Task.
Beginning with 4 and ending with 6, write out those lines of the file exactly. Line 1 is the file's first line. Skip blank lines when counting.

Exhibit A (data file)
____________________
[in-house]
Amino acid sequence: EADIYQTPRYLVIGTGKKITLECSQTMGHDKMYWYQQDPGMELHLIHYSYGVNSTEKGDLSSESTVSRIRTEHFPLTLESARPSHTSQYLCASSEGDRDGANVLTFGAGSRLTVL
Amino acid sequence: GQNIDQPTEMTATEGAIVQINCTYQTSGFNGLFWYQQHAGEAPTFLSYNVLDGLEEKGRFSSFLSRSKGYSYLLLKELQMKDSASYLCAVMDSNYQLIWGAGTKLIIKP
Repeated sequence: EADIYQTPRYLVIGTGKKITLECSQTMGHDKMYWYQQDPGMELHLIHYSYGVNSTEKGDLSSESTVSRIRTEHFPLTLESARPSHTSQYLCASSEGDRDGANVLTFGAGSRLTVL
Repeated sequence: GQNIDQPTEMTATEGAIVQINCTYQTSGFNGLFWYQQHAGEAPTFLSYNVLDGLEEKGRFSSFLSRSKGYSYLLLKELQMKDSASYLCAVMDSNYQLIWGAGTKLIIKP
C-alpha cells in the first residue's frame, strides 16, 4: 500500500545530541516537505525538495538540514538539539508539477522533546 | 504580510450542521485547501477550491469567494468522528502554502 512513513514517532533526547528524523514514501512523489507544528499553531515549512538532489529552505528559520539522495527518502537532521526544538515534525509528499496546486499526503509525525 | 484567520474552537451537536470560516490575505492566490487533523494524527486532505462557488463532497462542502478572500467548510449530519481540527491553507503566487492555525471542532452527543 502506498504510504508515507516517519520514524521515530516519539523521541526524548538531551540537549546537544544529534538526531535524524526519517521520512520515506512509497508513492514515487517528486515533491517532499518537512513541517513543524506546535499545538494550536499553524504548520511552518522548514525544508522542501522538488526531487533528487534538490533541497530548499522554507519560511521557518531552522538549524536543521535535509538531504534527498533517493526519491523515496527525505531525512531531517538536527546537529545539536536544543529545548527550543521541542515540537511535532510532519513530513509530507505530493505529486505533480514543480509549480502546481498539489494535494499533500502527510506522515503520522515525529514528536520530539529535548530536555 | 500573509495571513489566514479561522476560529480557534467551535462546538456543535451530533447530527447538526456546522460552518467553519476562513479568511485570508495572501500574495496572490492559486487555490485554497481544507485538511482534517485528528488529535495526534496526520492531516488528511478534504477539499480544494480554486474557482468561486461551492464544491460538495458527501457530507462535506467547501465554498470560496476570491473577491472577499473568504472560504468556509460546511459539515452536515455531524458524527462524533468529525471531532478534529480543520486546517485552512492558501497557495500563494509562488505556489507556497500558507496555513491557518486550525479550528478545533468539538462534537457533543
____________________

Repeated sequence: EADIYQTPRYLVIGTGKKITLECSQTMGHDKMYWYQQDPGMELHLIHYSYGVNSTEKGDLSSESTVSRIRTEHFPLTLESARPSHTSQYLCASSEGDRDGANVLTFGAGSRLTVL
Repeated sequence: GQNIDQPTEMTATEGAIVQINCTYQTSGFNGLFWYQQHAGEAPTFLSYNVLDGLEEKGRFSSFLSRSKGYSYLLLKELQMKDSASYLCAVMDSNYQLIWGAGTKLIIKP
C-alpha cells in the first residue's frame, strides 16, 4: 500500500545530541516537505525538495538540514538539539508539477522533546 | 504580510450542521485547501477550491469567494468522528502554502 512513513514517532533526547528524523514514501512523489507544528499553531515549512538532489529552505528559520539522495527518502537532521526544538515534525509528499496546486499526503509525525 | 484567520474552537451537536470560516490575505492566490487533523494524527486532505462557488463532497462542502478572500467548510449530519481540527491553507503566487492555525471542532452527543 502506498504510504508515507516517519520514524521515530516519539523521541526524548538531551540537549546537544544529534538526531535524524526519517521520512520515506512509497508513492514515487517528486515533491517532499518537512513541517513543524506546535499545538494550536499553524504548520511552518522548514525544508522542501522538488526531487533528487534538490533541497530548499522554507519560511521557518531552522538549524536543521535535509538531504534527498533517493526519491523515496527525505531525512531531517538536527546537529545539536536544543529545548527550543521541542515540537511535532510532519513530513509530507505530493505529486505533480514543480509549480502546481498539489494535494499533500502527510506522515503520522515525529514528536520530539529535548530536555 | 500573509495571513489566514479561522476560529480557534467551535462546538456543535451530533447530527447538526456546522460552518467553519476562513479568511485570508495572501500574495496572490492559486487555490485554497481544507485538511482534517485528528488529535495526534496526520492531516488528511478534504477539499480544494480554486474557482468561486461551492464544491460538495458527501457530507462535506467547501465554498470560496476570491473577491472577499473568504472560504468556509460546511459539515452536515455531524458524527462524533468529525471531532478534529480543520486546517485552512492558501497557495500563494509562488505556489507556497500558507496555513491557518486550525479550528478545533468539538462534537457533543